I hear a lot of experts talk about the reasons why we aren’t great at treating patients and areas that we need to improve upon. In the SFMA course I took over the summer (the philosophy behind there treatments pretty much changed the way I treat) they had mentioned that diagnosis is the area that we struggle in the most and that we are passible with the interventions. I don’t disagree with that assessment. We struggle with the “real” diagnosis with many patients, that is, in regards to what are focus should be on. But, I also think we really struggle with our treatments. This includes doing too much, not enough, poor progression, targeting the wrong areas, etc.

The big area that we struggle in regards to treatments is wanting to strength train everyone. Motor control is a huge component of a lot of areas and compensations. This is a talk for maybe my next post and many, many posts after that. For now, let’s talk about just improving that cervical AROM. In some ways I don’t even care what is limiting AROM. AROM involves contractile movements as well as non-contractile structures. If PROM is free and clear then what is more of a concern to me is how I can access that motor control system or nervous system.

It isn’t about strengthening the muscles or stretching non-stop to restore motion but rather about the amount of inactivation that is occurring. The motor control system just isn’t working. Overtime, the patient, somehow, developed a poor movement pattern. This poor movement pattern is possibly a result of a poor nervous system activation. It is not strength! You can do all the muscular strengthening and upper trap stretching you want but if you can’t get the system to respond normally then there will not be lasting changes. The body is a system of nerves, nervous system firing and brain mapping that churns out a desired response.

Try going weight bearing first and then if they can’t complete the below exercises go to supine and work on first.

Pull a thera-band apart into shoulder horizontal abduction with both hands and then have the patient actively rotate their head to the left then right. Once finished with that have the patient relax the band back to a relaxed state. Repeat ten times. Then do the same with any other motion that is restricted.


You should see an instant improvement in AROM. It will look cleaner, be less painful and the patient should also instantly see/feel the results. I am not saying that it will be pain-free but there should be a noticeable difference in pain levels as well as AROM. If they are still painful then try some sustained overpressure with movement (at some level of the cervical spine from posterior) while they complete the above exercise. This can provide a little neurological feedback to the system and help with the perception of pain.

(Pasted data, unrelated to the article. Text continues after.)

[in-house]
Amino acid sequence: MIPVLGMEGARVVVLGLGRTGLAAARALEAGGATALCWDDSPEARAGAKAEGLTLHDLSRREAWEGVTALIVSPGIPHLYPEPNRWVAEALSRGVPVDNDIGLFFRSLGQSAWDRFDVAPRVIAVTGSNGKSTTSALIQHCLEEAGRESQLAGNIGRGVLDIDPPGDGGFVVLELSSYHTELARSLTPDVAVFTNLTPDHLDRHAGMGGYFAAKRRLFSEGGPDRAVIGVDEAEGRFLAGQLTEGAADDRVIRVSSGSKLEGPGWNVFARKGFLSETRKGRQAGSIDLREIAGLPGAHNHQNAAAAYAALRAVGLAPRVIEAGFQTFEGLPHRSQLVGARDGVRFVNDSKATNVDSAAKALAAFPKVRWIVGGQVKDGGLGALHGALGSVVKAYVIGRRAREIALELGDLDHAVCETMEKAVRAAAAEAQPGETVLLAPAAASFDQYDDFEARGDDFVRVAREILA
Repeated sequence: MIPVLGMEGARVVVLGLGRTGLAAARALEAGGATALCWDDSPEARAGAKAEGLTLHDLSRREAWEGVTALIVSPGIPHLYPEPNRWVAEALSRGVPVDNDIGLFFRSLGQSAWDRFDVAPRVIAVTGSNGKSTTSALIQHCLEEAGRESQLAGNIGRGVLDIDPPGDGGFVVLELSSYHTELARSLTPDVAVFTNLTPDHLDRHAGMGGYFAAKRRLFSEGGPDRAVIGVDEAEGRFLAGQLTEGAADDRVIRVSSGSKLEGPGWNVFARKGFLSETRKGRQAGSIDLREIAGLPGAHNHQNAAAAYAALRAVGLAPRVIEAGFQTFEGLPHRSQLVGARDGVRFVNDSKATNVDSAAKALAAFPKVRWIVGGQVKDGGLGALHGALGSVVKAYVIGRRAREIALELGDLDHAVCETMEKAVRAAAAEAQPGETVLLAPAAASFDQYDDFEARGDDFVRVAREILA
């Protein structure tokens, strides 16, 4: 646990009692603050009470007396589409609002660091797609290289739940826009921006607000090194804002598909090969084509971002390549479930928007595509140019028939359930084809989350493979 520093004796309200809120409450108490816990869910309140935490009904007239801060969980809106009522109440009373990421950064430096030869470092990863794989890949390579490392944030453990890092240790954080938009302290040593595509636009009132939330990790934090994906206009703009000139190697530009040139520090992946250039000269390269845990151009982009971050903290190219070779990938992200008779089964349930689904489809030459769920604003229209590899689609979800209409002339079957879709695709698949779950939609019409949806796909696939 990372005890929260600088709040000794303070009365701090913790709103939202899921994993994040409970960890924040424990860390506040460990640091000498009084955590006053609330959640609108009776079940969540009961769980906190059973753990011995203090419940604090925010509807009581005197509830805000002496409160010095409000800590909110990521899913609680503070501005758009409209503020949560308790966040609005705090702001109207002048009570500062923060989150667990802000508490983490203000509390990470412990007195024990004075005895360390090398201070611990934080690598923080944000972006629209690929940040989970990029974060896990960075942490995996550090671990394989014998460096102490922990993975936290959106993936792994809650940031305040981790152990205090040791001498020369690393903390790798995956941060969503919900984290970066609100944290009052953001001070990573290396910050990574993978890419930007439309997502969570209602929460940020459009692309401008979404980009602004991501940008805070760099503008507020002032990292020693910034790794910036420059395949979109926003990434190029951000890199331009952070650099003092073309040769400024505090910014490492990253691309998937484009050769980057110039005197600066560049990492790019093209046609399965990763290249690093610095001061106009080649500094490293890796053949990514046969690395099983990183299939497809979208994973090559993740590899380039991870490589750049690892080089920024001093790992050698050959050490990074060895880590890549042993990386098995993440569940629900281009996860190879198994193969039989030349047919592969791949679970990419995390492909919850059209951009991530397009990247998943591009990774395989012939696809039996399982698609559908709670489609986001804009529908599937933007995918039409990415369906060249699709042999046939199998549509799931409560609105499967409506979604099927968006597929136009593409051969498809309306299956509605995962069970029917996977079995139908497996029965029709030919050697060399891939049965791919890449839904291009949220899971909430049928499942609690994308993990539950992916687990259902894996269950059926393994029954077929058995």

There is no one definition of motor control or what happens/why we see altered movement patterns when there is pain present. Why/how the nervous system goes about its processes is poorly understood and needs a lot more research focused on this. Hodges and Tucker have a good article on this process in 2011 (see below). A possible mechanism could be through the nervous system. If we can activate a “core” muscular group such as the scapular stabilizers in the upper quarter then maybe this will feedforward. The goal of this exercise is to get the CNS firing first then performing the abnormal movement hoping that it restores the correct timing/coordination of muscles thereby reducing the perception of pain.

Remember this is just one way of improving that active ROM and should be combined with other techniques and ways to reduce the hyperactivity of the nervous systems in through the cervical region. I will only quickly mention the couple other ways that I use as well but save for another post.

Mackenzie extension (clean up PROM/AROM)

Instrument assisted soft tissue massage to the cervical region (neurological feedback not scar tissue!)

Nerve tensioning/slides/glides/release via David Butler

I intend on going through the rest of my cervical treatment interventions to decrease pain and increase ROM as well as increasing function in following posts. I believe that it is very important to know why you perform the interventions as opposed to just assigning interventions because “you have always done it like that”. My interventions and treatment strategies have changed a lot over time and it is because I am trying to constantly look for ways to improve my outcomes and question the norm.

TJ Slowik PT DPT

Hodges, P.W., Tucker (2011). Moving differently in pain: A new theory to explain the adaptation to pain.

Hodges, P.W (2011). Pain and Motor Control: From laboratory to rehabilitation.